BURLINGTON, Vt. >> Prosecutors rested their case on Friday against an Amish-Mennonite pastor accused of abetting an international parental kidnapping, after three days of testimony suggesting that others had also conspired to help a born-again Christian mother spirit her daughter abroad.
The high-profile case, in U.S. District Court here, is expected to go to the jury this coming week. Lawyers for the defendant, Kenneth L. Miller of Stuarts Draft, Va., called two character witnesses on Friday and said they had not decided whether to put Miller on the stand.
The defense did not contest telephone records, recovered emails and testimony indicating that Miller helped the mother, Lisa A. Miller, flee to Nicaragua with her daughter, Isabella, in September 2009. (Kenneth Miller and Lisa Miller are not related.)
Kenneth Miller also arranged for missionaries of his Beachy Amish-Mennonite sect to shelter the mother and daughter, evidence indicated, and he later used deception to send them money.
Lisa Miller and Janet Jenkins, her partner in a civil union in Vermont, split up in 2003 when Isabella was 17 months old. Lisa Miller moved with the girl to Virginia, became a born-again Christian, denounced homosexuality and sought without success to end Jenkins’ court-mandated visiting rights.
She became a heroine of conservative Christians, who started a Protect Isabella movement. Lisa Miller is now wanted by the FBI and Interpol and is believed to be hiding with Isabella, now 10, somewhere in Central America.
Defense lawyers maintain that Kenneth Miller did not believe it was illegal for Lisa Miller to take her daughter abroad at that time. But he did know, his lawyers and supporters acknowledge, that a family judge in Vermont was threatening to transfer primary custody to Jenkins.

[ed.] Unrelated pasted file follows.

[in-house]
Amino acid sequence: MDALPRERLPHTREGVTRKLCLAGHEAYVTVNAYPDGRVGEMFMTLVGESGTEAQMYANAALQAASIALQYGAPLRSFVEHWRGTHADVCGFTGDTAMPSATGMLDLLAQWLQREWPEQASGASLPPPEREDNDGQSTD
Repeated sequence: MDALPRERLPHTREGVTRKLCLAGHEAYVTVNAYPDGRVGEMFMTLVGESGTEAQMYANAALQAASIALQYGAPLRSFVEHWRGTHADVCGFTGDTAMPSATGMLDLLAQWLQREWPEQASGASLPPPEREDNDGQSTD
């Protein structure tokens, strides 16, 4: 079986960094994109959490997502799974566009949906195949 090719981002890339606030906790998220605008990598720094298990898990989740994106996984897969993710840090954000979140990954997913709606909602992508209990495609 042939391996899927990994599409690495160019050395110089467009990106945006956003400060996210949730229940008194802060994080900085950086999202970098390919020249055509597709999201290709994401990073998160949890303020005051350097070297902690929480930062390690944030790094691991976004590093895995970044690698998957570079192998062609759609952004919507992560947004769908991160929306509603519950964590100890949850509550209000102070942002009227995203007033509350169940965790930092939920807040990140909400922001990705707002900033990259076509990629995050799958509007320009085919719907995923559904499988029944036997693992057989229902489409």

Whether Kenneth Miller acted “with intent” to help Lisa Miller evade court orders is the central issue before the jury of nine women and three men.
As more than 50 Amish-Mennonite supporters of Kenneth Miller’s crowded the courtroom, the testimony, often from reluctant witnesses, was intriguing. Lisa Miller’s formerly estranged father described his daughter’s odd request for help as she prepared to escape. A fellow pastor and a Mennonite travel agent described, with coaxing, Kenneth Miller’s efforts to conceal the pair’s travel.
Judge William K. Sessions III had to rule on thorny questions about the charges and what evidence, including Kenneth Miller’s religious beliefs, could be introduced. “This case has more twists and turns than any I’ve ever seen,” he said at one point.
Kenneth Miller’s fellow sect members — women in traditional dress, men with trimmed beards and children playing with Lego blocks in the hallway — raptly watched the videotaped testimony of Timothy Miller, a missionary in Nicaragua who is also unrelated to others in the case.
At Kenneth Miller’s urgent request, Timothy Miller said, he arranged the purchase of airline tickets from Canada to Nicaragua, met Lisa Miller and Isabella at the airport in Managua, Nicaragua, and took them to stay with other missionaries in a smaller town.
Appearing uncomfortable and claiming a spotty memory, he was asked to explain why he had been asked to book the flights from afar and to ensure they did not touch down in the United States, and why Lisa Miller and Isabella were disguised in Mennonite dress.